Family Fun

Breakfast Solutions: Overnight Oats

Author: Best Brains Jan 25, 2021

Three bowls of different flavors of oatmeal.

January is National Oatmeal Month, though we rarely need a reason to celebrate the power of the Oat!

Oats are incredibly beneficial for children's health. Firstly, this grain contains plenty of fiber. Unlike other grains, high-fiber oatmeal is digested slowly, keeping kids fuller for longer. Additionally, oats are full of vitamins, minerals, and anti-oxidants.

Different Types of Oats

When you look at oats on the shelf, you're likely to see many different varieties. So, what distinguishes one type of oat from another? It's all in how they are processed, or made easier to cook and eat. Let's take a look at the different types of oats.

  • Groats, or whole oats: After the husk is removed, the whole oat is large. It would take a long time to cook to make an oat groat ready to eat, which is why you usually only find them for sale at specialty health food stores. Fun fact: any whole grain is referred to as a groat, and wheat groats in particular are popular in Indian and Middle Eastern cuisines.
  • Steel Cut: Also known as Irish oatmeal, this refers to oatmeal which has been chopped into several pieces. These smaller and regular pieces cook faster than groats and do not require soaking.
  • Stone Ground: Called Scotch or Scottish Oats, these groats are, as their name suggests, ground with a stone. This creates a variety of sizes to the oat pieces, and often results in a creamier oatmeal than steel cut.
  • Rolled Oats: These are the oats most people are familiar with. Old fashioned style are steamed groats which are then flattened to make flakes, while quick or instant oats are steamed and flattened even more, resulting in the fastest cook times.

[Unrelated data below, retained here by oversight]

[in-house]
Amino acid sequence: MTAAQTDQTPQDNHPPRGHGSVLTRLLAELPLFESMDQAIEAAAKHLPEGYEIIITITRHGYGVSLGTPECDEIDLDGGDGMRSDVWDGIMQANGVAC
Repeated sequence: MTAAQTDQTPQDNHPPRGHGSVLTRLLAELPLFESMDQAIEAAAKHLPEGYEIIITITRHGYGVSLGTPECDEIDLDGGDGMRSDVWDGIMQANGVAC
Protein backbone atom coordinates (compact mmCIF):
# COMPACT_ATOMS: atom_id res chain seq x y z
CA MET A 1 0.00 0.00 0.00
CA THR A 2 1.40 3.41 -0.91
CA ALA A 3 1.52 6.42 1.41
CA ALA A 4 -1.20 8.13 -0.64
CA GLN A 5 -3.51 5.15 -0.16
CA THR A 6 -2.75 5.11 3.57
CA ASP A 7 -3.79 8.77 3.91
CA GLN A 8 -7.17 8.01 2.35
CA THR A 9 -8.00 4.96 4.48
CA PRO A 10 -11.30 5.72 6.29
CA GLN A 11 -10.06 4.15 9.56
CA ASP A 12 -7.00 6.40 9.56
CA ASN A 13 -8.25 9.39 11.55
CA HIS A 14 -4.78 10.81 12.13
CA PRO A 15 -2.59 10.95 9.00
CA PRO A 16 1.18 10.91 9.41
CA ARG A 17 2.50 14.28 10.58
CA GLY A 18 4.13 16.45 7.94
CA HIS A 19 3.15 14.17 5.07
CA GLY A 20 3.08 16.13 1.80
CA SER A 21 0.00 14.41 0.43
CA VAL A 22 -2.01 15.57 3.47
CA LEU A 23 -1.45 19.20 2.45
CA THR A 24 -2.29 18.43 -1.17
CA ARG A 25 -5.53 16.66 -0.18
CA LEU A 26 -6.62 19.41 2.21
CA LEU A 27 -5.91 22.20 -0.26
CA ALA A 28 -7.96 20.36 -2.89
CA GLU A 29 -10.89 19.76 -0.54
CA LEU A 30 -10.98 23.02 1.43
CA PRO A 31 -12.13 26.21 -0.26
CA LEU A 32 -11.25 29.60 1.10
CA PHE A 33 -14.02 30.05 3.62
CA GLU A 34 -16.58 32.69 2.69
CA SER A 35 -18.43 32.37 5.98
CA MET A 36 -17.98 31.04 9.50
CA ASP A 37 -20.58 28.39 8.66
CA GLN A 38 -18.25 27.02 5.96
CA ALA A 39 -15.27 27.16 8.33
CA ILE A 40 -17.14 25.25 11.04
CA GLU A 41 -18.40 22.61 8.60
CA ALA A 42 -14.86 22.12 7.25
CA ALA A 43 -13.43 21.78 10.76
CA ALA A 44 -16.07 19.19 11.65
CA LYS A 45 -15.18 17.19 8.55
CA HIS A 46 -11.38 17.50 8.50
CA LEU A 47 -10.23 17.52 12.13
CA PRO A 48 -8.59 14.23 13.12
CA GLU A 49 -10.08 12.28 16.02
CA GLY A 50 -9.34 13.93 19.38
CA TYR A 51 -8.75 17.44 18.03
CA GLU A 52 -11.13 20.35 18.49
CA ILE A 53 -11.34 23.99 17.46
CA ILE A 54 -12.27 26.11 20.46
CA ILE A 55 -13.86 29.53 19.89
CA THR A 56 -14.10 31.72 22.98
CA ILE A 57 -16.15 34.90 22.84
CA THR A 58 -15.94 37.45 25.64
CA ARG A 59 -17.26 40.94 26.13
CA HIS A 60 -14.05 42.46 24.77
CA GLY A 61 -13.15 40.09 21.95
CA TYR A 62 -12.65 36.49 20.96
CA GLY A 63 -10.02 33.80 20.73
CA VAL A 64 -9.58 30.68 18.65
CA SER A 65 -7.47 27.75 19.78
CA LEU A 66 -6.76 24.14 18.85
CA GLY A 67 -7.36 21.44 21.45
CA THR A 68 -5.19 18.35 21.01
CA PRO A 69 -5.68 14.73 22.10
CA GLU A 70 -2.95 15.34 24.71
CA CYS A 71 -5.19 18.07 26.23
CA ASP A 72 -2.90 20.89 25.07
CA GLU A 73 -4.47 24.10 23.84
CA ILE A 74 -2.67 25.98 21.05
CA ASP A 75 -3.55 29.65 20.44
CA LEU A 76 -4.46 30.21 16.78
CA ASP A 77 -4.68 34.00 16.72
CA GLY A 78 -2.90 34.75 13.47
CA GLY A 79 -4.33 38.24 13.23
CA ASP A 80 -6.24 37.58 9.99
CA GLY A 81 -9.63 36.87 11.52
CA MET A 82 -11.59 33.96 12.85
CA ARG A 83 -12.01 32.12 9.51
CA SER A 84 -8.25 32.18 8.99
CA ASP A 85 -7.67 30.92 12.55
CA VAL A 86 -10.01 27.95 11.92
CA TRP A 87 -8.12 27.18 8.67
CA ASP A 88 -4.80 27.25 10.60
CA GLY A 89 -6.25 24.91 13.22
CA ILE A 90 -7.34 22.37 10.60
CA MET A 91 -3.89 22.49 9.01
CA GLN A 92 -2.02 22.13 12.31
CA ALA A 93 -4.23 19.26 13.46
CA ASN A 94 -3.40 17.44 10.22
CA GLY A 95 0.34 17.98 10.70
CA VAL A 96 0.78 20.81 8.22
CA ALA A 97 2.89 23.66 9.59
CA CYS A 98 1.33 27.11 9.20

• Oat Flour: When completely ground, oat flour can be used as a thickening ingredient in soups or sauces, and is an excellent addition to heartier muffins, cookies, and breads.

While all types of oats contain the same health benefits, which kind of oat you choose will determine how they need to be cooked, as well as the mouthfeel. It can take some experimenting to find your favorite variety!

Overnight Oats

Because oatmeal is so nutritious, delicious, and time consuming, it's no wonder that parents have been trying to find the best solution to include it in their kids breakfasts without completely throwing off their morning schedule. So, what is the solution? A make-ahead recipe for overnight oats.

Not only does this recipe save time in the morning and make versatile, tasty breakfasts for the whole family, the long preparation time makes the oats themselves easier to digest and the easiest on tiny tummies.

Ingredients for Overnight Oats

  • Oats: Start with old fashioned style rolled oats. As you perfect your recipe, you can experiment with other oat types.
  • Milk: Whether you use dairy milk, plant-based milk, or nut milk, this will provide the moisture necessary to prepare the oats, add a creamy texture to your meal, and a rich flavor.
  • Yogurt: Another thick and creamy addition to the recipe, just be careful to control how much sugar you are adding with this ingredient.
  • Chia Seeds: Chia seeds add extra thickening, as well as a boost of nutrition.
  • Sweetener: We advise using maple syrup or honey to add sweetness and flavor, but you can also use agave syrup or brown sugar.
  • Salt: Like most recipes, a pinch of salt is necessary to enhance all flavors and elevate the overall taste.
  • Extras: Now here's where it gets fun! After you mix your base ingredients and put them in their individual containers to soak, you can customize each container with your favorite flavors. Vanilla extract, cut fruit, peanut butter, cocoa powder, or something else to match your taste.

After 2-4 hours in the refrigerator, your oatmeal will be ready to eat. Serve warm or cold, the choice is yours!